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‘Witty’ lecture by visiting professor

Published: March 23, 2012
Section: Arts, Etc.


This past Wednesday, the Dean of Arts and Sciences and European Cultural Studies brought Gary Saul Morson to campus to discuss the concept of wit. Morson is a professor of arts and humanities at Northwestern University and is an expert scholar in Russian literature.

Known for his picky and precise sentences, Morson applied his insights into the little talked about topic of wit to the modern day.

In a literary world consumed with the novel, the short quips of witty statements and anecdotal stories often go unmentioned. Morson is wit’s crusader, serving to remind us of the importance of possessing wit. Defined by Morson, wit is mind over circumstance and the ability to respond with a smart comment on the spot regardless of the environment. It is entirely tied to timing.

While as humans we often have afterthoughts about what we should have said, wit has no patience for human folly. If a person possesses wit, he or she is also armed with a clever remark on the tip of his or her tongue at all times. Wit is therefore a social skill, a literary tool that makes a person exceptionally intelligent. Morson described this concept with verbal duels. In his opinion, the ability to retort to an insult with a witty remark grants the person respect and honor. It demonstrates the importance of brains, logic and knowledge in the world. He cited examples ranging from Dorothy Parker to Winston Churchill, both of whom were able to stupefy the person insulting them with wit.

Morson insists that wit is a non-violent way to become a champion. By possessing wit, one can adapt and thrive in the most testing of social situations.

Morson also illustrated the importance of wit in darker situations such as on the deathbed or the scaffold. Oscar Wilde’s famous last line was “either that wallpaper goes, or I do.” Death is inevitable; only the bravest of men can face it while maintaining a sense of humor and wit. The scaffold is an even more trying environment than the deathbed, for men are forced to face death firmly in the face while enduring extreme embarrassment and shame. The ability to possess the presence of mind necessary to joke on the scaffold is astonishing, which is a sort of unique stoicism, he explained.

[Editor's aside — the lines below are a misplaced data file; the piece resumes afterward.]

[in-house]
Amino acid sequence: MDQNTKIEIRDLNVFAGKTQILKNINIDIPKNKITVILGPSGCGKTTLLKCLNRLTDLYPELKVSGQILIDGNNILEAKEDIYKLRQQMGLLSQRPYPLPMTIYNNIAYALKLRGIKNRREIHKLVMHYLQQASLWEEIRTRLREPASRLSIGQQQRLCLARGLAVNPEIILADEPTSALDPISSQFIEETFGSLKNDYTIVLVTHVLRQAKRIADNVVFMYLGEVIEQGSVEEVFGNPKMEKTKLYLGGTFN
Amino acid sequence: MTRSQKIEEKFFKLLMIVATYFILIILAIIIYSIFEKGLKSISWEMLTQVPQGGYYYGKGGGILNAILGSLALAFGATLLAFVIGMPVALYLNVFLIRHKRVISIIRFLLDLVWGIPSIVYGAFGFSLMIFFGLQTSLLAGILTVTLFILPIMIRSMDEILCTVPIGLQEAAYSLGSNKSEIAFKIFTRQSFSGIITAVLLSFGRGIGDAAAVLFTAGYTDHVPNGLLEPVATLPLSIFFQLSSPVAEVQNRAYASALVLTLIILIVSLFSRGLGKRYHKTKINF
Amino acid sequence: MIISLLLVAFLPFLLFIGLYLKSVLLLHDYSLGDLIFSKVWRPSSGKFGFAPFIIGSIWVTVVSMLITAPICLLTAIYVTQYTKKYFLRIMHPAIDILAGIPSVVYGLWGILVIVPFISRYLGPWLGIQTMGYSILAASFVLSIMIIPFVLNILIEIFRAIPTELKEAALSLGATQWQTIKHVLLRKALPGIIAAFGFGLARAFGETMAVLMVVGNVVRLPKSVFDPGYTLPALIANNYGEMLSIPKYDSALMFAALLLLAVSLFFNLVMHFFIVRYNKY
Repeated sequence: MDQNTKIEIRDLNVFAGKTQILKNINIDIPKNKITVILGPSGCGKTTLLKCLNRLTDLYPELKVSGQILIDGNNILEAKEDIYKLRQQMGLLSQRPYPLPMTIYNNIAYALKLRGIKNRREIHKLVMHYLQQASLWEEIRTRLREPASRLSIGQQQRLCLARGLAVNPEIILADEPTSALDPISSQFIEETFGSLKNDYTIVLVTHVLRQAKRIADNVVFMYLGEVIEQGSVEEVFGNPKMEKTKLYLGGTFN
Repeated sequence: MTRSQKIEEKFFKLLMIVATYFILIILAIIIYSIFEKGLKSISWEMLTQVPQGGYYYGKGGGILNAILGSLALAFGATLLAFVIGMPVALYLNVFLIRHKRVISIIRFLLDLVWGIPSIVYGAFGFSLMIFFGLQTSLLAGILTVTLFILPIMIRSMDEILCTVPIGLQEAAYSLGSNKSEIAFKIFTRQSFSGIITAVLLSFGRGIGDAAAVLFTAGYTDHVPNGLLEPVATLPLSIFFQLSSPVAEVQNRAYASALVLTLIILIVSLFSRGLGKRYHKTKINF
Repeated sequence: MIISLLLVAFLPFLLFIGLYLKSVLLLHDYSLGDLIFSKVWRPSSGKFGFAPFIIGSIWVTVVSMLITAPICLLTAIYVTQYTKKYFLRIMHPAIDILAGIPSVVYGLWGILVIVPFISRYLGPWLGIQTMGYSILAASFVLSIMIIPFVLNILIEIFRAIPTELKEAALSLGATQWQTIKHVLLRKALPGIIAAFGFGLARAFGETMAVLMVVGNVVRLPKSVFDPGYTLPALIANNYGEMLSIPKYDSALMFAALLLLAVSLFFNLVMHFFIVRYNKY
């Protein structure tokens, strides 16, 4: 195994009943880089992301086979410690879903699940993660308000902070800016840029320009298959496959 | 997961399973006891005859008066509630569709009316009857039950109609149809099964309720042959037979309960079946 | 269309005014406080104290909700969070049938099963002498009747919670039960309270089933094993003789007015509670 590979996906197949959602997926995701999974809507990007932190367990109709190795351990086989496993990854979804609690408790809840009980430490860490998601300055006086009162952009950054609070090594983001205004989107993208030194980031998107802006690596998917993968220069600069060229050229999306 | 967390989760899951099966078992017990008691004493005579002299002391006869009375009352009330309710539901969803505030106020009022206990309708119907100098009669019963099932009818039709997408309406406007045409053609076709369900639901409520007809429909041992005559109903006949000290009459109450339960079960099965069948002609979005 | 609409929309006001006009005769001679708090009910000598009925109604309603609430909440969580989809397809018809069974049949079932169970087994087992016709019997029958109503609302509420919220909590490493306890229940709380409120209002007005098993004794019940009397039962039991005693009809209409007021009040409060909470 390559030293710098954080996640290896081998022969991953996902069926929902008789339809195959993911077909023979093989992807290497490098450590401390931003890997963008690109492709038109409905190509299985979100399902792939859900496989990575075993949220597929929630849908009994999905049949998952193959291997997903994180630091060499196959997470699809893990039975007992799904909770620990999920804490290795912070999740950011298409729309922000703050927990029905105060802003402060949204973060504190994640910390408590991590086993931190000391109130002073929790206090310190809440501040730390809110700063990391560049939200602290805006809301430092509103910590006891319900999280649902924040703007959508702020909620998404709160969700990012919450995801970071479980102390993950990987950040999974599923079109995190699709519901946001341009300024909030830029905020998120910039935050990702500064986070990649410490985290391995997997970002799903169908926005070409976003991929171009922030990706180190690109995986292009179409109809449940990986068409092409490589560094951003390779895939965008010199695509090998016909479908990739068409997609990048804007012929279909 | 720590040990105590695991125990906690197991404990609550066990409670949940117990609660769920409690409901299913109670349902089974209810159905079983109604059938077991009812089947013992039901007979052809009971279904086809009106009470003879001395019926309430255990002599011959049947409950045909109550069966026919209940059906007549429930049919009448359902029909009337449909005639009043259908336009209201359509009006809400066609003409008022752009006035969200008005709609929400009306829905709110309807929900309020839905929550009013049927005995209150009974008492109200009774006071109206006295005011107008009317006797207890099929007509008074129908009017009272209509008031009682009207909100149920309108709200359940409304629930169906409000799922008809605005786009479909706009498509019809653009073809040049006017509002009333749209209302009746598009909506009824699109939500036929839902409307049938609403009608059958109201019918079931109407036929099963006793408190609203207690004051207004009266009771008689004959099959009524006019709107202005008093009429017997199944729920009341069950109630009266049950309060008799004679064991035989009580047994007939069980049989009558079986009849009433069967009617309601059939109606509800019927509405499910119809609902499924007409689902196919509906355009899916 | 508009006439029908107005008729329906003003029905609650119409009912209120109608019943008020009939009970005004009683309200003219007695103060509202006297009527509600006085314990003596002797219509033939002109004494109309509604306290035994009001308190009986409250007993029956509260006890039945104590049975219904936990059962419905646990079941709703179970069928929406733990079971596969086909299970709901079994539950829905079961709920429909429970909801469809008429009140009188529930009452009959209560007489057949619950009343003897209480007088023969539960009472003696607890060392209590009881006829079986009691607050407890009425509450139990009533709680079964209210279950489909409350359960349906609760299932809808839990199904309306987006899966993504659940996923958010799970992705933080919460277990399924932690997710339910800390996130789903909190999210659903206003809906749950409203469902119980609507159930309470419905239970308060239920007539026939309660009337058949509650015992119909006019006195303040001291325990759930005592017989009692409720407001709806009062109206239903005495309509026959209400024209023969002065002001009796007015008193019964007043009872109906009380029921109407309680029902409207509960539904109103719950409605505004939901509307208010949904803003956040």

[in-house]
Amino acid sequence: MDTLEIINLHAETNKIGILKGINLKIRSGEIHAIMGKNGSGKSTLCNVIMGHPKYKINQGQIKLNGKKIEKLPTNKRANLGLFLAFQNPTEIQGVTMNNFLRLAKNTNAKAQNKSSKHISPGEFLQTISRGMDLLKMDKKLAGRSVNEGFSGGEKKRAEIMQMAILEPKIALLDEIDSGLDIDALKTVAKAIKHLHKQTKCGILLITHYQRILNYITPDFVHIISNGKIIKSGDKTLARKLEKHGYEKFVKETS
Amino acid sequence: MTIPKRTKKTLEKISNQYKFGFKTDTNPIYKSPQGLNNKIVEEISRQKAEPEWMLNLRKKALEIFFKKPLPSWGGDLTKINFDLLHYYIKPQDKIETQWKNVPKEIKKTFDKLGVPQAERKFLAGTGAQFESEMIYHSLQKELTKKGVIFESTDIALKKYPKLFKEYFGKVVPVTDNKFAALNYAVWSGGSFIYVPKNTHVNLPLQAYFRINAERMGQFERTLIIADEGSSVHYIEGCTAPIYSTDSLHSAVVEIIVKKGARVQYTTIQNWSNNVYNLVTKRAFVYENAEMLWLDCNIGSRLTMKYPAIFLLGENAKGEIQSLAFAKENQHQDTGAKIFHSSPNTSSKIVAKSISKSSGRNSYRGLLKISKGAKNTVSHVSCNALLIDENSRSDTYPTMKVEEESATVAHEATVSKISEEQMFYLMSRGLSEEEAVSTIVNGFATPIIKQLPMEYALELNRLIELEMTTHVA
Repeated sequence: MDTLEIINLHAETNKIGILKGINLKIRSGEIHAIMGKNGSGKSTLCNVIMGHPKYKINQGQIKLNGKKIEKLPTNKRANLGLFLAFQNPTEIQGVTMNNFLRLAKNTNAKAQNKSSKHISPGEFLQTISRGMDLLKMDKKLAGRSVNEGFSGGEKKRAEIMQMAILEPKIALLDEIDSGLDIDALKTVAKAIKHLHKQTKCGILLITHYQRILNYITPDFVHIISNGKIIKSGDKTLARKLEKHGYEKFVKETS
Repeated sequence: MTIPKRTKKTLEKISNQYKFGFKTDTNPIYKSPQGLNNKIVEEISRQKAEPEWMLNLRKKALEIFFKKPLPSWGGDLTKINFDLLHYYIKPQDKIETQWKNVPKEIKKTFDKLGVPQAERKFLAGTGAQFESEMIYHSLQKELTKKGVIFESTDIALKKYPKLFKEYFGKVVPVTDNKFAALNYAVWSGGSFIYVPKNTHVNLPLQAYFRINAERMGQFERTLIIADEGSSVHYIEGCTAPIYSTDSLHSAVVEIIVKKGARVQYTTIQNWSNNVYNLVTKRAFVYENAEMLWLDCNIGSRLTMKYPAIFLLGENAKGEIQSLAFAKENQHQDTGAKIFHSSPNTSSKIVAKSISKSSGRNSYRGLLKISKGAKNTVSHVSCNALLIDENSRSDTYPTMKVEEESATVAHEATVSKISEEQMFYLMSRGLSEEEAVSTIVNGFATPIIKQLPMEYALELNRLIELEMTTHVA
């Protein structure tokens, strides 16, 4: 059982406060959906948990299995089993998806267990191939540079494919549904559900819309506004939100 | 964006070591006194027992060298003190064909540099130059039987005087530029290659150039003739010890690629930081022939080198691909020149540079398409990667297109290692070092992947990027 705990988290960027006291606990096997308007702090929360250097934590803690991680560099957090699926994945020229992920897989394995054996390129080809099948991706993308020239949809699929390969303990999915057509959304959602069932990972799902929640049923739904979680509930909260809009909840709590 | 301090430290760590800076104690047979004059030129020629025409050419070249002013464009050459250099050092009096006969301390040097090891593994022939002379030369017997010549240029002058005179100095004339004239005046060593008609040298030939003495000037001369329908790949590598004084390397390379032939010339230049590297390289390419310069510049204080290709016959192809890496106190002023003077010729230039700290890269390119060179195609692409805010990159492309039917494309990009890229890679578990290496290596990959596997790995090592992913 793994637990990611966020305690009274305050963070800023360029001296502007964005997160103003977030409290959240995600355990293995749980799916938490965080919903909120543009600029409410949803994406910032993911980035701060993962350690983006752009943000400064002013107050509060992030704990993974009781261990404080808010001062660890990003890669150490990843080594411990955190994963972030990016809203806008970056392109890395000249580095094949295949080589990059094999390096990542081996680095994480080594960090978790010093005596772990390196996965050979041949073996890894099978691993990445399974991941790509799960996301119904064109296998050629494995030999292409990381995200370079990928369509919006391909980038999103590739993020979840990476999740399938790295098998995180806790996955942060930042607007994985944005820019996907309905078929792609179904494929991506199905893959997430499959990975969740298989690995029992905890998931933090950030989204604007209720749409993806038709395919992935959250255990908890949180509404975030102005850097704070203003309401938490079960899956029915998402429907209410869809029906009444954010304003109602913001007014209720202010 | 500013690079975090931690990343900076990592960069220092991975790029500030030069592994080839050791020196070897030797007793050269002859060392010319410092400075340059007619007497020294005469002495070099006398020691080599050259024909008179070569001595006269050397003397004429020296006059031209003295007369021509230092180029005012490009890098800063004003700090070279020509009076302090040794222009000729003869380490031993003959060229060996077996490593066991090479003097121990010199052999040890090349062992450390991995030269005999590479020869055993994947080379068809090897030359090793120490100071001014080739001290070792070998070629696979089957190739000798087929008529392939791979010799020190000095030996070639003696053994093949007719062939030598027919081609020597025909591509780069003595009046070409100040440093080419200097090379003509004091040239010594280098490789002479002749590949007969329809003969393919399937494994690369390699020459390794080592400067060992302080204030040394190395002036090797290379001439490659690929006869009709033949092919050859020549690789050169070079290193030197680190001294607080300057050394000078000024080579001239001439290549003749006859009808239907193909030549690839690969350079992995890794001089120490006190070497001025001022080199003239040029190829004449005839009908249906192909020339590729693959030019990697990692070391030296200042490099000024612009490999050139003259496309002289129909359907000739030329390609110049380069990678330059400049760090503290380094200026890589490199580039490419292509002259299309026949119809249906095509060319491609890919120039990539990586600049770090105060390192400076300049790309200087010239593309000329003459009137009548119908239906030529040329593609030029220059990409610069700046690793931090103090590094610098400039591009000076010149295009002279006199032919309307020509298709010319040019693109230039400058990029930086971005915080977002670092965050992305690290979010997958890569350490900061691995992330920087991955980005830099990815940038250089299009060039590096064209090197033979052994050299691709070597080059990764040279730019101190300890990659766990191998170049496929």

While it may seem that Morson is talking about topics entirely unrelated to the everyday Brandeis student, his comments on wit are relevant.

While students do not expect to face the scaffold in their lifetime, possessing a calm presence of mind in the face of danger is a valuable lesson. While studying for a looming chemistry exam for example, it may be easier to approach the challenge with a witty comment instead of constantly stressing about it. It would make a person appear more intelligent as well, given that wit is the sole literary tool that requires adept social skills. Morson preaches that wit is about transforming a situation into a more pleasant one.

Morson is an excellent lecturer. Although he was reading a chapter out loud from his new book that is set out to come out in April, he brought his own words to life. When quoting witty comments, he would take on different tones, deepening his voice and pausing for effect at the funny outcomes. The audience was very invested in his topic as they were constantly reminded of the clever tactics of wit. Morson would even stray from his text. For example, he joked that many of the witty comments taking place on the scaffold were brought to us from the French Terror. Personable and pleasant to hear, Morson has finally given wit the attention it deserves.